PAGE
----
Some years ago, Katherine had converted to Judaism and became a practicing Hasidic Jew. Having not grown up in the tradition, she found that her wardrobe was not within the norms of the community, so she jettisoned all her pants. Over time, Katherine felt overly pressured to marry [within the community]. Marriage was not in her immediate life plan and the issue eventually lead Katherine away from the Jewish community. Sometimes the search for spirituality leads us to new places, unfamiliar places with practices that may clash with our core selves.
Katherine no longer practices Judaism and now has pants back in her wardrobe. I don't think the pants issue had anything to do with her decision to leave the faith.
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This image was taken with a Yashica ZoomImage 70se on Fujichrome Sensia 100. The Sensia film was cross-processed via C-41.
Unfortunately, after viewing this roll of developed film, it's come to my attention that the auto-focus on this camera seems to be having some issues. Even more unfortunate, between the time of finishing off this roll of film and its development, I dropped the camera onto concrete and several pieces of the body went flying off [oops]. I'm not sure if I can repair it and, considering the focusing problem, I'm not sure if it's worth my time. I really had gotten to like this camera; as far as low-end point and shoots go, it has a great feel to it. This was the second p & s camera I broke in the same week. What's up with that?
Sunday, May 19, 2013
A friend of mine brought up some good questions about the ladies in the last post. I couldn't help myself, so I went back to the flea market, found the gentlemen I bought the negative from and asked him about the origin of the negative. It came from an estate sale in Las Vegas, NV. There were more 'mementos' from the estate to be had, so, shelling out a bit more coin, I walked away with a cache of photos, postcards and military records that once belonged to a Howard Landon Shaw. Mr. Shaw was from Ohio and served in the U.S. Army during and after WWII. Aside from being stationed in various camps here in the U.S., he also served in occupied Italy, near the city of Modena.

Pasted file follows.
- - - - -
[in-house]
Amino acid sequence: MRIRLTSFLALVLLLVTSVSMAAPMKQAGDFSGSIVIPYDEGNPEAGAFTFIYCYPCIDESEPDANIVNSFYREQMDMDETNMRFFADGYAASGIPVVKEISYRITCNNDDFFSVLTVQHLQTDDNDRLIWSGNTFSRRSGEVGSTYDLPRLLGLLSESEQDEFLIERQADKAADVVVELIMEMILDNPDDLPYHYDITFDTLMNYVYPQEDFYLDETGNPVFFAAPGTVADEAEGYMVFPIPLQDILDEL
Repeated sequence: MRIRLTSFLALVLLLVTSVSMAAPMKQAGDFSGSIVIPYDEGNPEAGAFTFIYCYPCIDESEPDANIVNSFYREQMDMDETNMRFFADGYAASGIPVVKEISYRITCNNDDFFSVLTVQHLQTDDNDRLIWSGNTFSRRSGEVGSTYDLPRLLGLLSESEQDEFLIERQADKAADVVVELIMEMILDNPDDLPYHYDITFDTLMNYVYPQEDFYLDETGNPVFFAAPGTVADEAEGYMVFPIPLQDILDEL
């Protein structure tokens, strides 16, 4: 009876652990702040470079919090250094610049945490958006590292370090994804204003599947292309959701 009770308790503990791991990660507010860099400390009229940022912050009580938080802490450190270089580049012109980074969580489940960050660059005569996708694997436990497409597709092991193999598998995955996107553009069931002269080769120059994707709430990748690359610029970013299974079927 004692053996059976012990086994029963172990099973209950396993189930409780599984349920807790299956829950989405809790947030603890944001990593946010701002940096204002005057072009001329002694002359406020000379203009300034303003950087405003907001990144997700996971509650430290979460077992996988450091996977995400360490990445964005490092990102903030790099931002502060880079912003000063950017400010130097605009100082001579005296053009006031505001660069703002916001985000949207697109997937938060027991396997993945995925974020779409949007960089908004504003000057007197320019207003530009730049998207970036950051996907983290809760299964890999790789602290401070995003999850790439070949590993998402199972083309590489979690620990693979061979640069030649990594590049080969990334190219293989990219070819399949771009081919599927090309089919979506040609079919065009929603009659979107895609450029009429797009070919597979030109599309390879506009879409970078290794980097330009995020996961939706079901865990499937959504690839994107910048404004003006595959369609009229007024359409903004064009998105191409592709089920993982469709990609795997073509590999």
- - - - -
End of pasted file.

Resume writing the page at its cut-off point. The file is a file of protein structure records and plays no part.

The posted photo, Everything is Down, also came from Mr. Shaw's memento's. However, I have no evidence that this is Howard Shaw. I can say that this photograph was most likely taken in Italy, circa 1945, as that it was among many photos of U.S. soldiers stationed in Italy. The man's costume appears to be an imitation of Harpo Marx.
It would be nice to think that these two photos, the saluting women and the Harpo with sign image, were linked to some visual correspondence while the young Mr. Shaw was stationed in Italy.
Unfortunately, knowing more about the origins of these photographs has not answered the question, who are the saluting ladies in the photograph and where was the picture taken? Quite the contrary, I believe more questions have been raised. If you happen to know anything about Howard Landon Shaw of Westerville, Ohio, please leave a comment.
Thursday, May 9, 2013
Collages: found materials and mixed media on cardboard. each piece is approximately 6" x 4" (15cm x 10cm). The above pieces are numbers 4, 7 and 11 in a series of 12.
The gentleman pictured in each piece is William Archer, a nineteenth century critic and playwright.